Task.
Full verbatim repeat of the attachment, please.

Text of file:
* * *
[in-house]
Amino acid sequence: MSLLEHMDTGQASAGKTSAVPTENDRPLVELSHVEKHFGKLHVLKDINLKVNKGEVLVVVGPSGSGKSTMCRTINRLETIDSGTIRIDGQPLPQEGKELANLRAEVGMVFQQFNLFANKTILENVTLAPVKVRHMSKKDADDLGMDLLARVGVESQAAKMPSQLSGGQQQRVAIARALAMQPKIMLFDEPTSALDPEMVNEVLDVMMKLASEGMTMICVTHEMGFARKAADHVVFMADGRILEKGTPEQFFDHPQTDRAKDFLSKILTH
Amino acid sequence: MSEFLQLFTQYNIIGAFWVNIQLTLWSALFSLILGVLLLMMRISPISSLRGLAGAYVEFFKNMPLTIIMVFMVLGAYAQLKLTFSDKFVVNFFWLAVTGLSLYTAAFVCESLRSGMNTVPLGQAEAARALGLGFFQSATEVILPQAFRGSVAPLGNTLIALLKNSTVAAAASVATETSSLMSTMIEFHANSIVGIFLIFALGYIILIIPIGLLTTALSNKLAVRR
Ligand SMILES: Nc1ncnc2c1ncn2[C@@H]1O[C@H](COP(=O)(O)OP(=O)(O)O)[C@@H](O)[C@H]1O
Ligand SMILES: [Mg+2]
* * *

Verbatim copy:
[in-house]
Amino acid sequence: MSLLEHMDTGQASAGKTSAVPTENDRPLVELSHVEKHFGKLHVLKDINLKVNKGEVLVVVGPSGSGKSTMCRTINRLETIDSGTIRIDGQPLPQEGKELANLRAEVGMVFQQFNLFANKTILENVTLAPVKVRHMSKKDADDLGMDLLARVGVESQAAKMPSQLSGGQQQRVAIARALAMQPKIMLFDEPTSALDPEMVNEVLDVMMKLASEGMTMICVTHEMGFARKAADHVVFMADGRILEKGTPEQFFDHPQTDRAKDFLSKILTH
Amino acid sequence: MSEFLQLFTQYNIIGAFWVNIQLTLWSALFSLILGVLLLMMRISPISSLRGLAGAYVEFFKNMPLTIIMVFMVLGAYAQLKLTFSDKFVVNFFWLAVTGLSLYTAAFVCESLRSGMNTVPLGQAEAARALGLGFFQSATEVILPQAFRGSVAPLGNTLIALLKNSTVAAAASVATETSSLMSTMIEFHANSIVGIFLIFALGYIILIIPIGLLTTALSNKLAVRR
Ligand SMILES: Nc1ncnc2c1ncn2[C@@H]1O[C@H](COP(=O)(O)OP(=O)(O)O)[C@@H](O)[C@H]1O
Ligand SMILES: [Mg+2]